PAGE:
One of the most important traits you can have for making this life a good one is resiliency: the ability to take what comes with strength, and act in such a way that moves your life forward.
It’s no secret that I’ve got a man-crush on the Art of Manliness—Brett and Kate McKay use “retrosexual” imagery to highlight timeless themes, including the need for guys to just sack up. However, much of their series on resiliency is about much more than brute force. Inspired by and drawing heavily from the book The Resilience Factor, by Dr. Karen Reivich and Dr. Andrew Shatte, this is a long series that takes the book’s themes and runs with them, really helping you to reach down to your core beliefs and fears to help improve your life:
Part 1 defines resiliency as both an active and reactive quality, one that both helps us bounce back from adversity and prevents us from taking risks and living to the fullest. It’s why you dwell on that ex-girlfriend, or can’t bear to exercise, or won’t apply for that executive position.
Part 2 explores “learned helplessness”: situations over which you have no control that subsequently affect you even in situations where you do have control. You’ll also learn your “explanatory style” (how you describe setbacks) and how to dispute the beliefs that hold you back.
Part 3 includes my personal favorite motto: “Stop Being a Victim and Take Control of Your Life.” Your problem-solving abilities determine your measure of control, and the heart of your resiliency, and this article explains how to build those skills.
Part 4 explains “iceberg beliefs,” which are “fixed and frozen ideas about the world.” When you run into them, they cause damage to your life. Iceberg beliefs can be hard to spot, because they may be disguised as positive beliefs, but accurately identifying them can help you understand the true cause of negative feelings.
Part 5 helps guide you through the process of finding your own “signature strengths,” which in turn enable you to base your self-worth on the strengths inside you, and to rely on them to help you find fulfillment.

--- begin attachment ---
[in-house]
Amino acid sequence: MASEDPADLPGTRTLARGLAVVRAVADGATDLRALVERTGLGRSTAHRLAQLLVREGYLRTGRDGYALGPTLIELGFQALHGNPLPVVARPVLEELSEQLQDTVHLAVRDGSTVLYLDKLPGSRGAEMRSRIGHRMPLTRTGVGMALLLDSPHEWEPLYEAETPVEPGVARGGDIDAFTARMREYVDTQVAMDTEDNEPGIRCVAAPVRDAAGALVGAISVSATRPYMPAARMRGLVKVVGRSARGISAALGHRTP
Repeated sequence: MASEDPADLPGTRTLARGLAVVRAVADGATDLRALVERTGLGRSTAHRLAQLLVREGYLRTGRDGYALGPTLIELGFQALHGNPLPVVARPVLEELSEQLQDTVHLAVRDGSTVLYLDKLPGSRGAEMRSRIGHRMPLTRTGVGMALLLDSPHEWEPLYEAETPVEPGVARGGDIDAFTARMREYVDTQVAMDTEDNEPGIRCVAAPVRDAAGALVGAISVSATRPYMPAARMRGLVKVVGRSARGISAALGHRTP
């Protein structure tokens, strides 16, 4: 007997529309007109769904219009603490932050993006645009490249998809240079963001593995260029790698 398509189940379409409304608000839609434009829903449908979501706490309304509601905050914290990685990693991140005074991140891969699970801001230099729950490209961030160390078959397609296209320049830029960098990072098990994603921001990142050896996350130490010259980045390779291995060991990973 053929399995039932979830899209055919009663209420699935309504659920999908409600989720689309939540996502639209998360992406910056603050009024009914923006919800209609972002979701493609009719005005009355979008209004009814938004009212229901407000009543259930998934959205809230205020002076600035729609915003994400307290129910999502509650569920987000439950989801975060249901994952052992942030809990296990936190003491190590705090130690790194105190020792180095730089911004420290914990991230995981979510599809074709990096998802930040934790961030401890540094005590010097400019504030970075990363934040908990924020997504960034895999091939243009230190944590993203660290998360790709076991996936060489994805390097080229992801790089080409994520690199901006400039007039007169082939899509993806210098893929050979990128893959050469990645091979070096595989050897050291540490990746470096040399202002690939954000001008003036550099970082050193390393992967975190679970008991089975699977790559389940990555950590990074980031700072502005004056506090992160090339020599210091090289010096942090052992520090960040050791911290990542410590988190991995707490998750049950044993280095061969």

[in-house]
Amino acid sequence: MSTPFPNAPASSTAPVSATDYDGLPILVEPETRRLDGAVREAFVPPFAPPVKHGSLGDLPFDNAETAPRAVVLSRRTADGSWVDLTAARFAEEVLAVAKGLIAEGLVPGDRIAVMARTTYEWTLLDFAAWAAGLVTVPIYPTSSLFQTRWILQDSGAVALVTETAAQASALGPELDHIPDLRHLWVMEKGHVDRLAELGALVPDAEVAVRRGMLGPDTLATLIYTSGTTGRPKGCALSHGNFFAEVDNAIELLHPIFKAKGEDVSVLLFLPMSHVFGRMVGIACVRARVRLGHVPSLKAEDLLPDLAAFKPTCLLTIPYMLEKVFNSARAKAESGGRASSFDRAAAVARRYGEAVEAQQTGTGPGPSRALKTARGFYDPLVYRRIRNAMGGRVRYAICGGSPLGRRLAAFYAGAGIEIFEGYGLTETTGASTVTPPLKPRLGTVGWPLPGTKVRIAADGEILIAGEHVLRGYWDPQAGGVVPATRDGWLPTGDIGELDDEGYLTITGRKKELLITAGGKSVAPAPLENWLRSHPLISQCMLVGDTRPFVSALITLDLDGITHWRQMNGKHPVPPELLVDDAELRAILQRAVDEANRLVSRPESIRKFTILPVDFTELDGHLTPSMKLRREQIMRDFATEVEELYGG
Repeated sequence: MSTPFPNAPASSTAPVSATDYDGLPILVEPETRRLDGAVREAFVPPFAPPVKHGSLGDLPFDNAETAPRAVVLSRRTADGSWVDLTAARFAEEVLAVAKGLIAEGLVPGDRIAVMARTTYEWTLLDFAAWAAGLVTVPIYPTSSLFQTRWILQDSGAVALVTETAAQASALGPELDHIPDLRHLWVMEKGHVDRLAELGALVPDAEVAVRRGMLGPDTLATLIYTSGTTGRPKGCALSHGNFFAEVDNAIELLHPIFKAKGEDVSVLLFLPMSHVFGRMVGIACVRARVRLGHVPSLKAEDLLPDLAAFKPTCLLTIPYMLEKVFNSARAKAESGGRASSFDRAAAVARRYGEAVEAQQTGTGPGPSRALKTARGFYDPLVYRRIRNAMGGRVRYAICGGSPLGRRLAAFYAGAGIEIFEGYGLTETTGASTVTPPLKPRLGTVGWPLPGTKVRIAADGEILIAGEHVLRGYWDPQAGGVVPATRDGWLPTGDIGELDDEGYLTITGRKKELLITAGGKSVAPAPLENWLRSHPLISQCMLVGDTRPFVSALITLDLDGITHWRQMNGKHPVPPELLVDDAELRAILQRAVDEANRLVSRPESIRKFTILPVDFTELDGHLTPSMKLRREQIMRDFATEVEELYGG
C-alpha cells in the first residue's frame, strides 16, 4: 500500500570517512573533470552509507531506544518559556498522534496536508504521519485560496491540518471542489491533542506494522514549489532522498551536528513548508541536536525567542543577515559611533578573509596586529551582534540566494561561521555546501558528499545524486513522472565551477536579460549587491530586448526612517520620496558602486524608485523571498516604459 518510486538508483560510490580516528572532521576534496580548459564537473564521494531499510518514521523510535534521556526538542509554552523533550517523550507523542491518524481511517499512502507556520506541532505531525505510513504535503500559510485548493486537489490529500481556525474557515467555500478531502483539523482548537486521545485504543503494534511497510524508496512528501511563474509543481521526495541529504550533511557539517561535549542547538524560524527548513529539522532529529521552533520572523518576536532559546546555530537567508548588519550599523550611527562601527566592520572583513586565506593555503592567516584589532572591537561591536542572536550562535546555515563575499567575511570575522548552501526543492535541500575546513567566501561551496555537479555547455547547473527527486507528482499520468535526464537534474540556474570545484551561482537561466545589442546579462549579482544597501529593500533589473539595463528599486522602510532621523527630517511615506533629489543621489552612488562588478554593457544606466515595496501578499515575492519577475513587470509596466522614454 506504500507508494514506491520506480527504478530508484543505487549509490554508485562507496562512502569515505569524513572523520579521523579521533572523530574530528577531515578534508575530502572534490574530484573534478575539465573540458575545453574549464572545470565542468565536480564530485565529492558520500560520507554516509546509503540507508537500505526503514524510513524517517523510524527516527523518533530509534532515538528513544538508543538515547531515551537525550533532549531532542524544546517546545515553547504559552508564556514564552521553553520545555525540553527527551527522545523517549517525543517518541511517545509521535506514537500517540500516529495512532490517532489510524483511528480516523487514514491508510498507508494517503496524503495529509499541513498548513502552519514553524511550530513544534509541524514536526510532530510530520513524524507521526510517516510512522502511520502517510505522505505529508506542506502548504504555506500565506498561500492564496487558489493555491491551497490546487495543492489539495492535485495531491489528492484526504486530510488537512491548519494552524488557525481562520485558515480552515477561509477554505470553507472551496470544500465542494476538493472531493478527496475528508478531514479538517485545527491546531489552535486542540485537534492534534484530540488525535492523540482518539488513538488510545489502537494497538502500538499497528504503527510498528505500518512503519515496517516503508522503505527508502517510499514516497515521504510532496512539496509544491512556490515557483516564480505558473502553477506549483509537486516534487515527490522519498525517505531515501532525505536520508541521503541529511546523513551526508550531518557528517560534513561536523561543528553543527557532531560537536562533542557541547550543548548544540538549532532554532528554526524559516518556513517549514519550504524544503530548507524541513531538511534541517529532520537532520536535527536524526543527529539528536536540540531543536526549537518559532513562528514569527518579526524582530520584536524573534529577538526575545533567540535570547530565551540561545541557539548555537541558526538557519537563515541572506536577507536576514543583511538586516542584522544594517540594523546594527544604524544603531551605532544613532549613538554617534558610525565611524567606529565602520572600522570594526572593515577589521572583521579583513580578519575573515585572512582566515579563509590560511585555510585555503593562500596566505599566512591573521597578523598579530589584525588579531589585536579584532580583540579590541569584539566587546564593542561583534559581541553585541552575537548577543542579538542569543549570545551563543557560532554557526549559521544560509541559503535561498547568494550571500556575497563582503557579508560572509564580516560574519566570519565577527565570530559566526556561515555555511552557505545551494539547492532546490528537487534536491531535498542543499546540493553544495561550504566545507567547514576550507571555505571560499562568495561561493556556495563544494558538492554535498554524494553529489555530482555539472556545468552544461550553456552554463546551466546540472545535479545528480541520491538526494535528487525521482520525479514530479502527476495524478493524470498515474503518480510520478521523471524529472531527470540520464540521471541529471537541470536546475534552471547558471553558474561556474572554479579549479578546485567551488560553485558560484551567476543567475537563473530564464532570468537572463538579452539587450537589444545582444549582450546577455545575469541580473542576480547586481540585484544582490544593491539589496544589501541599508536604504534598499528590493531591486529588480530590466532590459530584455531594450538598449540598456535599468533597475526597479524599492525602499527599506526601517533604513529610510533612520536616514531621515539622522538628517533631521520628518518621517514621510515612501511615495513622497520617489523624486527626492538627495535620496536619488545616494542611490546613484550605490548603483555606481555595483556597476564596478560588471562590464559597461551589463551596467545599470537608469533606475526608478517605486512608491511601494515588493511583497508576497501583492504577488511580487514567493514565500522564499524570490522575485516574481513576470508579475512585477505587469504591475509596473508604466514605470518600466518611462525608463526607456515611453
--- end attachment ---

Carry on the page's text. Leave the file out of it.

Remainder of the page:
Part 6 covers “catastrophic thinking”: the several small leaps of logic that don’t seem too unbelievable, which together account for a belief that a relatively simple problem will cause chaos and catastrophe. (We see this all the time in politics.) The recommendation for avoiding catastrophic thinking (as well as potential actual catastrophe) is to apply critical-thinking skills to those small leaps, and problem-solving to resolve the initial problem.
That gets us up to date, at least so far—this may be an ongoing series. I recommend that you read it from the beginning: no matter how easy or difficult you believe your life is, there’s something that will improve it here. Do yourself a favor and really absorb this series.
Building Your Resiliency: Part 1-An Introduction [The Art of Manliness]
Boosting Your Resiliency-Part 2: Avoiding Learned Helplessness and Changing Your Explanatory Style [The Art of Manliness]
Building Your Resiliency Part III: Taking Control of Your Life [The Art of Manliness]
Building Your Resiliency Part IV: Iceberg Ahead! [The Art of Manliness]
Building Your Resiliency-Part V: Recognizing and Utilizing Your Signature Strengths [The Art of Manliness]
Building Your Resilinecy: Part VI-Quit Catastrophizing [The Art of Manliness]